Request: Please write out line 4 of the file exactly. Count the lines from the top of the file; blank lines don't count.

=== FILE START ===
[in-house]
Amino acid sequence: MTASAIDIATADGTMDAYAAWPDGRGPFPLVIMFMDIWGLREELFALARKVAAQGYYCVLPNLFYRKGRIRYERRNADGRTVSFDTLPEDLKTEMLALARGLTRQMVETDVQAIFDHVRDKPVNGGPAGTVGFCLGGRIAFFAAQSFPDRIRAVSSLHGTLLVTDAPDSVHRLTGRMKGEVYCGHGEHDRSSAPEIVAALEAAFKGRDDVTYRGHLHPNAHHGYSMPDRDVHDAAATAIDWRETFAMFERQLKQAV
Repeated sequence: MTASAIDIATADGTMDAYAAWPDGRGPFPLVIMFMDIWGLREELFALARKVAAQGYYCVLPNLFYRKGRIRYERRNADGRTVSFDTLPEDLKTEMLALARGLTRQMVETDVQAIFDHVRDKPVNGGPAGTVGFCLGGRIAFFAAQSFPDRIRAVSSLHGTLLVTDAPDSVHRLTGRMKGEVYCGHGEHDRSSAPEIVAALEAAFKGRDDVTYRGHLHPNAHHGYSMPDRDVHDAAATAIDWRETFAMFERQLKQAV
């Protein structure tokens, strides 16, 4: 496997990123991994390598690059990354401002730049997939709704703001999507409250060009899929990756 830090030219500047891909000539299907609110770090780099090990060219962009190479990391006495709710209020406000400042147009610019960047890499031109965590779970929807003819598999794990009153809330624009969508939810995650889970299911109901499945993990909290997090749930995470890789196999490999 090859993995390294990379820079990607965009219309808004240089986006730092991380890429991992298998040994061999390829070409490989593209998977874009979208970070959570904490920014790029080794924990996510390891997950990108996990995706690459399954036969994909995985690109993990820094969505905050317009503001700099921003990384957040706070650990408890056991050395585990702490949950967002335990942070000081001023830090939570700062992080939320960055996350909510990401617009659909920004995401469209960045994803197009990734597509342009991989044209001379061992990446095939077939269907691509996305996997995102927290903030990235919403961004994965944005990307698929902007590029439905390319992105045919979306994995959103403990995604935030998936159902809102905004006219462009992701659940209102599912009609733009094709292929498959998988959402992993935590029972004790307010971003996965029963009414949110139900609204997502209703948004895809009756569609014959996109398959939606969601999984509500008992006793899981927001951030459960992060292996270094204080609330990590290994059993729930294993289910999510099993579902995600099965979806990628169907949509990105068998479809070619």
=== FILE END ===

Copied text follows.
């Protein structure tokens, strides 16, 4: 496997990123991994390598690059990354401002730049997939709704703001999507409250060009899929990756 830090030219500047891909000539299907609110770090780099090990060219962009190479990391006495709710209020406000400042147009610019960047890499031109965590779970929807003819598999794990009153809330624009969508939810995650889970299911109901499945993990909290997090749930995470890789196999490999 090859993995390294990379820079990607965009219309808004240089986006730092991380890429991992298998040994061999390829070409490989593209998977874009979208970070959570904490920014790029080794924990996510390891997950990108996990995706690459399954036969994909995985690109993990820094969505905050317009503001700099921003990384957040706070650990408890056991050395585990702490949950967002335990942070000081001023830090939570700062992080939320960055996350909510990401617009659909920004995401469209960045994803197009990734597509342009991989044209001379061992990446095939077939269907691509996305996997995102927290903030990235919403961004994965944005990307698929902007590029439905390319992105045919979306994995959103403990995604935030998936159902809102905004006219462009992701659940209102599912009609733009094709292929498959998988959402992993935590029972004790307010971003996965029963009414949110139900609204997502209703948004895809009756569609014959996109398959939606969601999984509500008992006793899981927001951030459960992060292996270094204080609330990590290994059993729930294993289910999510099993579902995600099965979806990628169907949509990105068998479809070619």